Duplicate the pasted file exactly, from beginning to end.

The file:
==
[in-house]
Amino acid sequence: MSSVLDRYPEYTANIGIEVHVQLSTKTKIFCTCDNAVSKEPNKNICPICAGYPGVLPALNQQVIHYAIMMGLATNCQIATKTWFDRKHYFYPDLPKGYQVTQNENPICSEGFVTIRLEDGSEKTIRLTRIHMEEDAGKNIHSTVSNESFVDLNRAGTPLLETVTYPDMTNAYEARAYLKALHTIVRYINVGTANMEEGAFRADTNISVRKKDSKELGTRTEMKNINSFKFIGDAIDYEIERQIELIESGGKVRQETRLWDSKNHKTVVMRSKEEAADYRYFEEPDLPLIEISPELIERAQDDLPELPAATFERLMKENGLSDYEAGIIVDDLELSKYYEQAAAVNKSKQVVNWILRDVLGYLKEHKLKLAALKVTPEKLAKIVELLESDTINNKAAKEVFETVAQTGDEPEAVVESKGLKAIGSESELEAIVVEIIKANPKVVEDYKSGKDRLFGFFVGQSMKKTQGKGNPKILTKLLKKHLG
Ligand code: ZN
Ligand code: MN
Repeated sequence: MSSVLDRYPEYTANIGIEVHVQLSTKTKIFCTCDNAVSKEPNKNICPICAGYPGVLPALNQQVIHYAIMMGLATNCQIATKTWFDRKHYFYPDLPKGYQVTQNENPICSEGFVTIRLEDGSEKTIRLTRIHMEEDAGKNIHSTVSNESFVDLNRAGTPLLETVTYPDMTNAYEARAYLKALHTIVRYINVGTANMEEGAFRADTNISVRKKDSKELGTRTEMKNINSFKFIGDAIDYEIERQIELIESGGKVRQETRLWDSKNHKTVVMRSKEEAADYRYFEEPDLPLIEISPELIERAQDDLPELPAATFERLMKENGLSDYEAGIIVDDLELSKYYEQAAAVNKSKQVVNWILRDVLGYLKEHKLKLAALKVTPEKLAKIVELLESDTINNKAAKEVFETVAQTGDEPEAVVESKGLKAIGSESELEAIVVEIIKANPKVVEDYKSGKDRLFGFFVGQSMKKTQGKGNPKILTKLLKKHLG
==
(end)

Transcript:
[in-house]
Amino acid sequence: MSSVLDRYPEYTANIGIEVHVQLSTKTKIFCTCDNAVSKEPNKNICPICAGYPGVLPALNQQVIHYAIMMGLATNCQIATKTWFDRKHYFYPDLPKGYQVTQNENPICSEGFVTIRLEDGSEKTIRLTRIHMEEDAGKNIHSTVSNESFVDLNRAGTPLLETVTYPDMTNAYEARAYLKALHTIVRYINVGTANMEEGAFRADTNISVRKKDSKELGTRTEMKNINSFKFIGDAIDYEIERQIELIESGGKVRQETRLWDSKNHKTVVMRSKEEAADYRYFEEPDLPLIEISPELIERAQDDLPELPAATFERLMKENGLSDYEAGIIVDDLELSKYYEQAAAVNKSKQVVNWILRDVLGYLKEHKLKLAALKVTPEKLAKIVELLESDTINNKAAKEVFETVAQTGDEPEAVVESKGLKAIGSESELEAIVVEIIKANPKVVEDYKSGKDRLFGFFVGQSMKKTQGKGNPKILTKLLKKHLG
Ligand code: ZN
Ligand code: MN
Repeated sequence: MSSVLDRYPEYTANIGIEVHVQLSTKTKIFCTCDNAVSKEPNKNICPICAGYPGVLPALNQQVIHYAIMMGLATNCQIATKTWFDRKHYFYPDLPKGYQVTQNENPICSEGFVTIRLEDGSEKTIRLTRIHMEEDAGKNIHSTVSNESFVDLNRAGTPLLETVTYPDMTNAYEARAYLKALHTIVRYINVGTANMEEGAFRADTNISVRKKDSKELGTRTEMKNINSFKFIGDAIDYEIERQIELIESGGKVRQETRLWDSKNHKTVVMRSKEEAADYRYFEEPDLPLIEISPELIERAQDDLPELPAATFERLMKENGLSDYEAGIIVDDLELSKYYEQAAAVNKSKQVVNWILRDVLGYLKEHKLKLAALKVTPEKLAKIVELLESDTINNKAAKEVFETVAQTGDEPEAVVESKGLKAIGSESELEAIVVEIIKANPKVVEDYKSGKDRLFGFFVGQSMKKTQGKGNPKILTKLLKKHLG